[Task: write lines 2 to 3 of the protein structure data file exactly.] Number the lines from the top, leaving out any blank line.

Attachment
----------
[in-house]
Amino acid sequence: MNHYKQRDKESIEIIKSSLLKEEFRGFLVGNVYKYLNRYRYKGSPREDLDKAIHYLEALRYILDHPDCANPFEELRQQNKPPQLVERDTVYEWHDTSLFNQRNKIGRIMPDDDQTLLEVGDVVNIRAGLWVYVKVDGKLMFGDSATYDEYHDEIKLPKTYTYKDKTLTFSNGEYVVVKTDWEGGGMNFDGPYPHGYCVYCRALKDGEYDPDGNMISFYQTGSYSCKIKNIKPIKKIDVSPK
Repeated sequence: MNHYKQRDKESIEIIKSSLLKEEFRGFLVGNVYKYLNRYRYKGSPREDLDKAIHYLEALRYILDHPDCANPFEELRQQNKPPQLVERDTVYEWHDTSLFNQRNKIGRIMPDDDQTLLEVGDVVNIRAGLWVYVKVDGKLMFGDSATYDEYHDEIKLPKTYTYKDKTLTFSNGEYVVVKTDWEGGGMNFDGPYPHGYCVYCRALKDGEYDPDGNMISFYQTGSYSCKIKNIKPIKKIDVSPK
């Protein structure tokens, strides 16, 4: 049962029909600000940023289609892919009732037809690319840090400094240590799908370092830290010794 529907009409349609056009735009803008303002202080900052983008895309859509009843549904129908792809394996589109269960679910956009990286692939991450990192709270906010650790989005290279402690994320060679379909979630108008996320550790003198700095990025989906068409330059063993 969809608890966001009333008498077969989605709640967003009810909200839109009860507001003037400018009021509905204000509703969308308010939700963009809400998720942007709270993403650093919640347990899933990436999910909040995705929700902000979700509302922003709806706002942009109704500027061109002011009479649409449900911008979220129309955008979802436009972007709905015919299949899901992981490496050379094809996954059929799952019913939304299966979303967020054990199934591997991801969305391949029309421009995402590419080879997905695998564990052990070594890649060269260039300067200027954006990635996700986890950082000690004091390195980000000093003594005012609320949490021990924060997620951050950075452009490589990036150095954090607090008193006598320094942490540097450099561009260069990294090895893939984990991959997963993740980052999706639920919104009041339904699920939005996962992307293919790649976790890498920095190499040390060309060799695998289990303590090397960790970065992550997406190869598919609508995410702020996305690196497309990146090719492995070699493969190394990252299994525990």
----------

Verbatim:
Amino acid sequence: MNHYKQRDKESIEIIKSSLLKEEFRGFLVGNVYKYLNRYRYKGSPREDLDKAIHYLEALRYILDHPDCANPFEELRQQNKPPQLVERDTVYEWHDTSLFNQRNKIGRIMPDDDQTLLEVGDVVNIRAGLWVYVKVDGKLMFGDSATYDEYHDEIKLPKTYTYKDKTLTFSNGEYVVVKTDWEGGGMNFDGPYPHGYCVYCRALKDGEYDPDGNMISFYQTGSYSCKIKNIKPIKKIDVSPK
Repeated sequence: MNHYKQRDKESIEIIKSSLLKEEFRGFLVGNVYKYLNRYRYKGSPREDLDKAIHYLEALRYILDHPDCANPFEELRQQNKPPQLVERDTVYEWHDTSLFNQRNKIGRIMPDDDQTLLEVGDVVNIRAGLWVYVKVDGKLMFGDSATYDEYHDEIKLPKTYTYKDKTLTFSNGEYVVVKTDWEGGGMNFDGPYPHGYCVYCRALKDGEYDPDGNMISFYQTGSYSCKIKNIKPIKKIDVSPK